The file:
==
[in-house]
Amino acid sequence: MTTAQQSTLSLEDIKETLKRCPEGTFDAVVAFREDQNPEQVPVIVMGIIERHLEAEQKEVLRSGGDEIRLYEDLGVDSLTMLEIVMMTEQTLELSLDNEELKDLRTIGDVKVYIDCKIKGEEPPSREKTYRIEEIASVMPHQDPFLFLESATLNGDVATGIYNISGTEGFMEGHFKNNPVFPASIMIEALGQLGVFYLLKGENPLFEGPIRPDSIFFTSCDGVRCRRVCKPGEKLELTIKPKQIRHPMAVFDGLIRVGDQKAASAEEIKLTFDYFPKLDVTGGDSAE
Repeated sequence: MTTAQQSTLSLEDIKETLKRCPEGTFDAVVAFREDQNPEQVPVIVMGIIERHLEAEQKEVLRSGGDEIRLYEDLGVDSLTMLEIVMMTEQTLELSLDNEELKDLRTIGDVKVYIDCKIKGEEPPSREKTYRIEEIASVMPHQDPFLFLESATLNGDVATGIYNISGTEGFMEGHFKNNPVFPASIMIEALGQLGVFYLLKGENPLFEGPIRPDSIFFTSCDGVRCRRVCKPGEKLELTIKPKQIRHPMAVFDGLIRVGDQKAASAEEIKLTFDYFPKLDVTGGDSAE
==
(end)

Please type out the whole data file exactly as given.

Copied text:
[in-house]
Amino acid sequence: MTTAQQSTLSLEDIKETLKRCPEGTFDAVVAFREDQNPEQVPVIVMGIIERHLEAEQKEVLRSGGDEIRLYEDLGVDSLTMLEIVMMTEQTLELSLDNEELKDLRTIGDVKVYIDCKIKGEEPPSREKTYRIEEIASVMPHQDPFLFLESATLNGDVATGIYNISGTEGFMEGHFKNNPVFPASIMIEALGQLGVFYLLKGENPLFEGPIRPDSIFFTSCDGVRCRRVCKPGEKLELTIKPKQIRHPMAVFDGLIRVGDQKAASAEEIKLTFDYFPKLDVTGGDSAE
Repeated sequence: MTTAQQSTLSLEDIKETLKRCPEGTFDAVVAFREDQNPEQVPVIVMGIIERHLEAEQKEVLRSGGDEIRLYEDLGVDSLTMLEIVMMTEQTLELSLDNEELKDLRTIGDVKVYIDCKIKGEEPPSREKTYRIEEIASVMPHQDPFLFLESATLNGDVATGIYNISGTEGFMEGHFKNNPVFPASIMIEALGQLGVFYLLKGENPLFEGPIRPDSIFFTSCDGVRCRRVCKPGEKLELTIKPKQIRHPMAVFDGLIRVGDQKAASAEEIKLTFDYFPKLDVTGGDSAE